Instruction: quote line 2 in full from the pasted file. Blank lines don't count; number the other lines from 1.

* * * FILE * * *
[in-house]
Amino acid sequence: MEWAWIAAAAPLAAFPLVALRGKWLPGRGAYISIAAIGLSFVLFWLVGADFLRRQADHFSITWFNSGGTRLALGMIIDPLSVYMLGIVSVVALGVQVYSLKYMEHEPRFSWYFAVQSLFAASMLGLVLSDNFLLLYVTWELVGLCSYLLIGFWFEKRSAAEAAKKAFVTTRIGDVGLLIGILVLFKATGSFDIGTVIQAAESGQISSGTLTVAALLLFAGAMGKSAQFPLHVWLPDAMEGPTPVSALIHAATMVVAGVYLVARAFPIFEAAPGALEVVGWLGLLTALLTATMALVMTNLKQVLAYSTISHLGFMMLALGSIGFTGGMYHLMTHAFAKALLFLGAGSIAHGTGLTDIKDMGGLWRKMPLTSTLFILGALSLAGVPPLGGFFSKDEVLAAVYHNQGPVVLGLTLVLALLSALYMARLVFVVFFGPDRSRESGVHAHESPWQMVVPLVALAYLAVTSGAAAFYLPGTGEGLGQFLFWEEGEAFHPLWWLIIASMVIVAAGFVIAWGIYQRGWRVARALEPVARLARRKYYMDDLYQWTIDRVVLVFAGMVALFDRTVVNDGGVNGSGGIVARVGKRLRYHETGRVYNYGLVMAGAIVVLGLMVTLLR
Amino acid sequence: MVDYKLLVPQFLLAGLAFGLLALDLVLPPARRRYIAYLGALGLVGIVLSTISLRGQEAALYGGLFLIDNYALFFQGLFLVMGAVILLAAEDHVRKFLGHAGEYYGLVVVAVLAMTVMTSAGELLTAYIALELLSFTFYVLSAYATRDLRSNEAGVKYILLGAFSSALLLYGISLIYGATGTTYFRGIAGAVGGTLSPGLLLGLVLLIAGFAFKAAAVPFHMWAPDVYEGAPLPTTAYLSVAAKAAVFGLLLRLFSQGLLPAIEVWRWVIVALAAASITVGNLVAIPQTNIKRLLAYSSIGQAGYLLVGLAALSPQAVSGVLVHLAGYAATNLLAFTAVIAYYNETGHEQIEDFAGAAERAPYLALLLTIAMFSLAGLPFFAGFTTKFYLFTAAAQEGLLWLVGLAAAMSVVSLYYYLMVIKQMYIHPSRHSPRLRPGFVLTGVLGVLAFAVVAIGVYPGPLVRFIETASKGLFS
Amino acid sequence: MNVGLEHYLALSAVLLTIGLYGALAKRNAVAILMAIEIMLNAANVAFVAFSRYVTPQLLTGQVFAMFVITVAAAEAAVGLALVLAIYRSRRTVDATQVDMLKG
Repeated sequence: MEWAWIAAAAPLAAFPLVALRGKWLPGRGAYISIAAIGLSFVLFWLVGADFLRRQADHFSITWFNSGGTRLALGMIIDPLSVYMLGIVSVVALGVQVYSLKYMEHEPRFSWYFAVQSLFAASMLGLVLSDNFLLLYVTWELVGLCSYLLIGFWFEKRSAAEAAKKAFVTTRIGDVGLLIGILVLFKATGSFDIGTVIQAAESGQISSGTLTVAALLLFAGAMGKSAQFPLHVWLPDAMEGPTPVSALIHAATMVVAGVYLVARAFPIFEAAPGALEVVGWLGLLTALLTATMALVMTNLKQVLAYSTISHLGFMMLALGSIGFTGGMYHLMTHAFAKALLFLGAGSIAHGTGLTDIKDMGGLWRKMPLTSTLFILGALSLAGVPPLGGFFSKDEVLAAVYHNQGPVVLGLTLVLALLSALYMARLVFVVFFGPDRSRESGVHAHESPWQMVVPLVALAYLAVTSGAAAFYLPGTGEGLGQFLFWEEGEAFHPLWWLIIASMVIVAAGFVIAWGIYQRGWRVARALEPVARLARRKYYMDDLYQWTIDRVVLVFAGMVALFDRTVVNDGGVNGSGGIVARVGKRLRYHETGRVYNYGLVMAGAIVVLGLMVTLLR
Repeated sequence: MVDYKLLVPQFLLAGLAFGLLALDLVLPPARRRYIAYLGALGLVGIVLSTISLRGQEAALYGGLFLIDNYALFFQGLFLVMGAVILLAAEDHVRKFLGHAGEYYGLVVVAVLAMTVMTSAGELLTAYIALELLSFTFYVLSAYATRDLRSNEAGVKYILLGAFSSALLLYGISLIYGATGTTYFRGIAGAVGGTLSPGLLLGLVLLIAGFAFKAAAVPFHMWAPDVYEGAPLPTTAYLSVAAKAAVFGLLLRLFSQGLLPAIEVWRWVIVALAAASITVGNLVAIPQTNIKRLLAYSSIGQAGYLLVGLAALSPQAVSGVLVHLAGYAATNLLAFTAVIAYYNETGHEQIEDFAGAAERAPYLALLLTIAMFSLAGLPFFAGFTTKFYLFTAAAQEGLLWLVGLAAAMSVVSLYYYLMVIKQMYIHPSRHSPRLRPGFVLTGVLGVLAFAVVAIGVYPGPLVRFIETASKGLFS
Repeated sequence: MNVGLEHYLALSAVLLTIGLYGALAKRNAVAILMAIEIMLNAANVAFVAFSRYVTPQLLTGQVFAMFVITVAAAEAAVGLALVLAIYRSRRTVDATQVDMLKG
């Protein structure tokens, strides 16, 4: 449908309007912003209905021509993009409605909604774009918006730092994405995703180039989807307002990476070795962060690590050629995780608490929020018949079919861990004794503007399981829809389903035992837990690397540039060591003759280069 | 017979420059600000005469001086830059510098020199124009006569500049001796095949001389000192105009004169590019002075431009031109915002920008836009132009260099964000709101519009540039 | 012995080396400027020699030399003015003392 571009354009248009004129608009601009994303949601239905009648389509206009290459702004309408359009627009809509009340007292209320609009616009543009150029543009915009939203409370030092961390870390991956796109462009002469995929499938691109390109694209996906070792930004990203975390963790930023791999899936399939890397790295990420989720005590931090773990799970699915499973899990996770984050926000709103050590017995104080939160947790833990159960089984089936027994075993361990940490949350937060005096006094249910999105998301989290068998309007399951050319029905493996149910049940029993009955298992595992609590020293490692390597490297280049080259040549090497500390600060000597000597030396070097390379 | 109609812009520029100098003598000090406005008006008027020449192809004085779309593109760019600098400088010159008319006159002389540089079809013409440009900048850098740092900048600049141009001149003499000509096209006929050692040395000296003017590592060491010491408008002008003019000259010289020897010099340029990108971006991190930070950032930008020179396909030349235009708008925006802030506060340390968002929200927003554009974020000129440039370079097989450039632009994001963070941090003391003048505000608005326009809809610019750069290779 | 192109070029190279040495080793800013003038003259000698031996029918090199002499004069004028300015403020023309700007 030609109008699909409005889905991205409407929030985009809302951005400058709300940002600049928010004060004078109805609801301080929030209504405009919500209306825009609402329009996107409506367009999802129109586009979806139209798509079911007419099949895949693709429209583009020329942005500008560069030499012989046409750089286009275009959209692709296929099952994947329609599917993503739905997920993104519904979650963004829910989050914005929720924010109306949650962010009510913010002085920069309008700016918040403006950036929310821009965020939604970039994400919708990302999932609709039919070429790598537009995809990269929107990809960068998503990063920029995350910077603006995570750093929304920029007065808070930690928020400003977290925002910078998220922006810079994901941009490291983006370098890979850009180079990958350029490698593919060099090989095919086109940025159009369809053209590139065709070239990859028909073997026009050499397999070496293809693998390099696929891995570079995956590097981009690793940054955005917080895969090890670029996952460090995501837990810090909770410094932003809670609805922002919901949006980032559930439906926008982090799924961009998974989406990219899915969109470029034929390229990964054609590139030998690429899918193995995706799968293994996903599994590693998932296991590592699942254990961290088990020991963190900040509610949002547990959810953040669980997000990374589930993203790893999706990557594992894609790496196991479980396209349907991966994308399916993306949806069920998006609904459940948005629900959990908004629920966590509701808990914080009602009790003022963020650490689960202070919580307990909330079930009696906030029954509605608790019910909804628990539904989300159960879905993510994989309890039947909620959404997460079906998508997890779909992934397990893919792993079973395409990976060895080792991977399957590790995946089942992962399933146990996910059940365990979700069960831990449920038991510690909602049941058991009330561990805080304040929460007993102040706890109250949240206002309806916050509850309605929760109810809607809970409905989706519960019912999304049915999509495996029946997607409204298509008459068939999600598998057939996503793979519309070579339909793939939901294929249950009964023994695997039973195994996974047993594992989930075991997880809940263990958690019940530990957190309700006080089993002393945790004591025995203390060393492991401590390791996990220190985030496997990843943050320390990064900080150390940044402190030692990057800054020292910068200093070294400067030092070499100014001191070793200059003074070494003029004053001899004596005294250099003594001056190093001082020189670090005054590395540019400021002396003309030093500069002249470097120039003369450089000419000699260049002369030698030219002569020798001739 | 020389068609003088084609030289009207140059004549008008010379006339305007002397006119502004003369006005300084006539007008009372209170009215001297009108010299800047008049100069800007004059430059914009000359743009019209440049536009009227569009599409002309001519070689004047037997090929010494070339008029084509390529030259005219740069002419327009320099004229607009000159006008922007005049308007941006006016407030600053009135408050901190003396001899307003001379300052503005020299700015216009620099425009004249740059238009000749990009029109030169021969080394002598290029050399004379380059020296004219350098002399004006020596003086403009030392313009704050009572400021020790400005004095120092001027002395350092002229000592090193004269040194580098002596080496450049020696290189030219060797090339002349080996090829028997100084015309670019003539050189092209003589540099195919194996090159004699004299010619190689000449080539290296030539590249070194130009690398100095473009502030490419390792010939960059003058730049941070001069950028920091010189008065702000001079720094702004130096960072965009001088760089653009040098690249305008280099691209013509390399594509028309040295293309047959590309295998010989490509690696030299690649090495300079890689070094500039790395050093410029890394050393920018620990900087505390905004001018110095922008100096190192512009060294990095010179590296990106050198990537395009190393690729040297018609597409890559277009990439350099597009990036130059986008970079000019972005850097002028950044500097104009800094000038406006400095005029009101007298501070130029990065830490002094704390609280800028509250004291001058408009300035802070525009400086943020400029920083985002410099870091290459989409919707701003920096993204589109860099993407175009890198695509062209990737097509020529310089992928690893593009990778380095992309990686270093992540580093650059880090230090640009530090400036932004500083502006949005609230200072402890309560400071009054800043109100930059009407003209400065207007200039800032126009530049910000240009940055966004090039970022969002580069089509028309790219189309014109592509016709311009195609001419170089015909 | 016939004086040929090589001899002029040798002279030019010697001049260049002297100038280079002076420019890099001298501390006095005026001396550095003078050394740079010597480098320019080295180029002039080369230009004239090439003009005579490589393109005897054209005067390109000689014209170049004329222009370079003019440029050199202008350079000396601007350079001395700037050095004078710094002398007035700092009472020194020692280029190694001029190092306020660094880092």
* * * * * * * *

Amino acid sequence: MEWAWIAAAAPLAAFPLVALRGKWLPGRGAYISIAAIGLSFVLFWLVGADFLRRQADHFSITWFNSGGTRLALGMIIDPLSVYMLGIVSVVALGVQVYSLKYMEHEPRFSWYFAVQSLFAASMLGLVLSDNFLLLYVTWELVGLCSYLLIGFWFEKRSAAEAAKKAFVTTRIGDVGLLIGILVLFKATGSFDIGTVIQAAESGQISSGTLTVAALLLFAGAMGKSAQFPLHVWLPDAMEGPTPVSALIHAATMVVAGVYLVARAFPIFEAAPGALEVVGWLGLLTALLTATMALVMTNLKQVLAYSTISHLGFMMLALGSIGFTGGMYHLMTHAFAKALLFLGAGSIAHGTGLTDIKDMGGLWRKMPLTSTLFILGALSLAGVPPLGGFFSKDEVLAAVYHNQGPVVLGLTLVLALLSALYMARLVFVVFFGPDRSRESGVHAHESPWQMVVPLVALAYLAVTSGAAAFYLPGTGEGLGQFLFWEEGEAFHPLWWLIIASMVIVAAGFVIAWGIYQRGWRVARALEPVARLARRKYYMDDLYQWTIDRVVLVFAGMVALFDRTVVNDGGVNGSGGIVARVGKRLRYHETGRVYNYGLVMAGAIVVLGLMVTLLR